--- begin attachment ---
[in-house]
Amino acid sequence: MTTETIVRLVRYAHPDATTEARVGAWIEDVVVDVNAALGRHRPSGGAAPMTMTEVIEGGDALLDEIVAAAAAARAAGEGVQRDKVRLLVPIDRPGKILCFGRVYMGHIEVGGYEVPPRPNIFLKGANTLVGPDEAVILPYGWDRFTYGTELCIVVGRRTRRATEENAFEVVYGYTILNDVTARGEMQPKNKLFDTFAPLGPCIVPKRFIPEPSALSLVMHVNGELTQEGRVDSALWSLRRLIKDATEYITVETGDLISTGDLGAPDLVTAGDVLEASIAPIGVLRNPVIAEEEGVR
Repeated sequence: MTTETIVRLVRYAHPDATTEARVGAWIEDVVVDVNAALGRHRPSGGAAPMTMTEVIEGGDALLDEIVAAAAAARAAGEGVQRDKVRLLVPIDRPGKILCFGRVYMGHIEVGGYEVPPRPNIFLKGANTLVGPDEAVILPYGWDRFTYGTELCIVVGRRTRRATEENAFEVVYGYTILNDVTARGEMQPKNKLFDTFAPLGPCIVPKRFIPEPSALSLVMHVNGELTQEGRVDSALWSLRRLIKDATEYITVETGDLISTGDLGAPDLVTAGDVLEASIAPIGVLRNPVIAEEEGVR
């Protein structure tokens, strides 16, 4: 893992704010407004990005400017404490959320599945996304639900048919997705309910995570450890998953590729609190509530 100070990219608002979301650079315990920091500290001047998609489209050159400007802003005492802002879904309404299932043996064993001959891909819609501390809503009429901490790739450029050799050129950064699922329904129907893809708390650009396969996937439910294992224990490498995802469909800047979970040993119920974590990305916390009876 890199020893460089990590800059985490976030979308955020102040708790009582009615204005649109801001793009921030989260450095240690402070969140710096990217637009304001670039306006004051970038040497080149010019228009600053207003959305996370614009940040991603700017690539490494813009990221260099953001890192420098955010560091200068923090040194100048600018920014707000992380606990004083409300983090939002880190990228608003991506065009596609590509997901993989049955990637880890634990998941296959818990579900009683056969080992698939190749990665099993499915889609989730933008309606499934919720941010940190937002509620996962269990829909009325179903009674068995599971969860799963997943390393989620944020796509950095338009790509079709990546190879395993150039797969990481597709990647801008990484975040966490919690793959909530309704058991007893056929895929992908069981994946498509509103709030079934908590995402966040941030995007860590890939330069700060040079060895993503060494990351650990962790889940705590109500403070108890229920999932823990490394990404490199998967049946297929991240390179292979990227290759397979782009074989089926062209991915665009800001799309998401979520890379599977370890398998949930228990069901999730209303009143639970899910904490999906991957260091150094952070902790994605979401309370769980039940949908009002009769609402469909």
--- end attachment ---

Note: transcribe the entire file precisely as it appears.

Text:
[in-house]
Amino acid sequence: MTTETIVRLVRYAHPDATTEARVGAWIEDVVVDVNAALGRHRPSGGAAPMTMTEVIEGGDALLDEIVAAAAAARAAGEGVQRDKVRLLVPIDRPGKILCFGRVYMGHIEVGGYEVPPRPNIFLKGANTLVGPDEAVILPYGWDRFTYGTELCIVVGRRTRRATEENAFEVVYGYTILNDVTARGEMQPKNKLFDTFAPLGPCIVPKRFIPEPSALSLVMHVNGELTQEGRVDSALWSLRRLIKDATEYITVETGDLISTGDLGAPDLVTAGDVLEASIAPIGVLRNPVIAEEEGVR
Repeated sequence: MTTETIVRLVRYAHPDATTEARVGAWIEDVVVDVNAALGRHRPSGGAAPMTMTEVIEGGDALLDEIVAAAAAARAAGEGVQRDKVRLLVPIDRPGKILCFGRVYMGHIEVGGYEVPPRPNIFLKGANTLVGPDEAVILPYGWDRFTYGTELCIVVGRRTRRATEENAFEVVYGYTILNDVTARGEMQPKNKLFDTFAPLGPCIVPKRFIPEPSALSLVMHVNGELTQEGRVDSALWSLRRLIKDATEYITVETGDLISTGDLGAPDLVTAGDVLEASIAPIGVLRNPVIAEEEGVR
């Protein structure tokens, strides 16, 4: 893992704010407004990005400017404490959320599945996304639900048919997705309910995570450890998953590729609190509530 100070990219608002979301650079315990920091500290001047998609489209050159400007802003005492802002879904309404299932043996064993001959891909819609501390809503009429901490790739450029050799050129950064699922329904129907893809708390650009396969996937439910294992224990490498995802469909800047979970040993119920974590990305916390009876 890199020893460089990590800059985490976030979308955020102040708790009582009615204005649109801001793009921030989260450095240690402070969140710096990217637009304001670039306006004051970038040497080149010019228009600053207003959305996370614009940040991603700017690539490494813009990221260099953001890192420098955010560091200068923090040194100048600018920014707000992380606990004083409300983090939002880190990228608003991506065009596609590509997901993989049955990637880890634990998941296959818990579900009683056969080992698939190749990665099993499915889609989730933008309606499934919720941010940190937002509620996962269990829909009325179903009674068995599971969860799963997943390393989620944020796509950095338009790509079709990546190879395993150039797969990481597709990647801008990484975040966490919690793959909530309704058991007893056929895929992908069981994946498509509103709030079934908590995402966040941030995007860590890939330069700060040079060895993503060494990351650990962790889940705590109500403070108890229920999932823990490394990404490199998967049946297929991240390179292979990227290759397979782009074989089926062209991915665009800001799309998401979520890379599977370890398998949930228990069901999730209303009143639970899910904490999906991957260091150094952070902790994605979401309370769980039940949908009002009769609402469909």